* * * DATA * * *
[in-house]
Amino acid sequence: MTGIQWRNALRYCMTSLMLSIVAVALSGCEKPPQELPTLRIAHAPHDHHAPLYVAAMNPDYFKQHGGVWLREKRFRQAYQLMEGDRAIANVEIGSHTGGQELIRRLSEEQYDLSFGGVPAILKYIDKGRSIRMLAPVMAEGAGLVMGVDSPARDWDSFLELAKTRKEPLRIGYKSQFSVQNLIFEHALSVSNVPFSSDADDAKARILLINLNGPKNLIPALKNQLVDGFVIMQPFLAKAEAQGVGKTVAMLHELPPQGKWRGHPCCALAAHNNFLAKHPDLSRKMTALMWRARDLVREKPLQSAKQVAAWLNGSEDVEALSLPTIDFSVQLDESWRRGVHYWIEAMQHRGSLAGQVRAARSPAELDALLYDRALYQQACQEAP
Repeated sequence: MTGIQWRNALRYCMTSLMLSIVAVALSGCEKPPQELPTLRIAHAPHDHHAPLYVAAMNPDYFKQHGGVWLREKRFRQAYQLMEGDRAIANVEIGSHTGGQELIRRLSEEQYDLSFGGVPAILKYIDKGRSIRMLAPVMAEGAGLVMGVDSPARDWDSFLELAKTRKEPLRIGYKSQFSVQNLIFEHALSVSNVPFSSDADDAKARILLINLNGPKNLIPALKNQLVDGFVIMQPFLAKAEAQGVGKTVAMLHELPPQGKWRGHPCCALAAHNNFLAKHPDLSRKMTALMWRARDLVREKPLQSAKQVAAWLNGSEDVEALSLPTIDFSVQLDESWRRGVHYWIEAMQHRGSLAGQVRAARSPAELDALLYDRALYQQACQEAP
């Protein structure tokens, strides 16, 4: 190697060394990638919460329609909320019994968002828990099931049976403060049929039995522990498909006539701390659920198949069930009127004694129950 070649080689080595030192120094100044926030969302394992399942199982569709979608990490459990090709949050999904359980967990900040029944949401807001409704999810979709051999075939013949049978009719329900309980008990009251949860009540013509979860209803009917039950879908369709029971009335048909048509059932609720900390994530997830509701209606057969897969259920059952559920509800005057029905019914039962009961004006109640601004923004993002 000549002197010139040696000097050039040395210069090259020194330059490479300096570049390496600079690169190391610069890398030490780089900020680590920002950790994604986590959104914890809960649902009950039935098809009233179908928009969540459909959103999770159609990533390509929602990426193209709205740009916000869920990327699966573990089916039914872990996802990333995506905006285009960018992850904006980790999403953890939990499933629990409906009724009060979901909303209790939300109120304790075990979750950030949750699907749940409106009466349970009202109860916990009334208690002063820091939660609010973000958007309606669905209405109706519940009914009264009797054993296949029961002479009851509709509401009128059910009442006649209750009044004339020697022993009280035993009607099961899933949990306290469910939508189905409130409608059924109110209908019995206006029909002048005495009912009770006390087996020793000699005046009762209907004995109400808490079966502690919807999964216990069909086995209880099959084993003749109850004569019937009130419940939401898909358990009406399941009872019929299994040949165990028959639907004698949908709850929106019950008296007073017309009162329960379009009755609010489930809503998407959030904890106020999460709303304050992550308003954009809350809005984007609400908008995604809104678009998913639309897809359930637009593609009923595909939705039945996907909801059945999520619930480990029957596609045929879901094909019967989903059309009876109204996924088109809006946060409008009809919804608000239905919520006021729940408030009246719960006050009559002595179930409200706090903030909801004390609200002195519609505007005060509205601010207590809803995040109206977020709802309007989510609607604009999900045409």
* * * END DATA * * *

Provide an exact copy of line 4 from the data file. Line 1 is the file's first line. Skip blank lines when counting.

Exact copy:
């Protein structure tokens, strides 16, 4: 190697060394990638919460329609909320019994968002828990099931049976403060049929039995522990498909006539701390659920198949069930009127004694129950 070649080689080595030192120094100044926030969302394992399942199982569709979608990490459990090709949050999904359980967990900040029944949401807001409704999810979709051999075939013949049978009719329900309980008990009251949860009540013509979860209803009917039950879908369709029971009335048909048509059932609720900390994530997830509701209606057969897969259920059952559920509800005057029905019914039962009961004006109640601004923004993002 000549002197010139040696000097050039040395210069090259020194330059490479300096570049390496600079690169190391610069890398030490780089900020680590920002950790994604986590959104914890809960649902009950039935098809009233179908928009969540459909959103999770159609990533390509929602990426193209709205740009916000869920990327699966573990089916039914872990996802990333995506905006285009960018992850904006980790999403953890939990499933629990409906009724009060979901909303209790939300109120304790075990979750950030949750699907749940409106009466349970009202109860916990009334208690002063820091939660609010973000958007309606669905209405109706519940009914009264009797054993296949029961002479009851509709509401009128059910009442006649209750009044004339020697022993009280035993009607099961899933949990306290469910939508189905409130409608059924109110209908019995206006029909002048005495009912009770006390087996020793000699005046009762209907004995109400808490079966502690919807999964216990069909086995209880099959084993003749109850004569019937009130419940939401898909358990009406399941009872019929299994040949165990028959639907004698949908709850929106019950008296007073017309009162329960379009009755609010489930809503998407959030904890106020999460709303304050992550308003954009809350809005984007609400908008995604809104678009998913639309897809359930637009593609009923595909939705039945996907909801059945999520619930480990029957596609045929879901094909019967989903059309009876109204996924088109809006946060409008009809919804608000239905919520006021729940408030009246719960006050009559002595179930409200706090903030909801004390609200002195519609505007005060509205601010207590809803995040109206977020709802309007989510609607604009999900045409």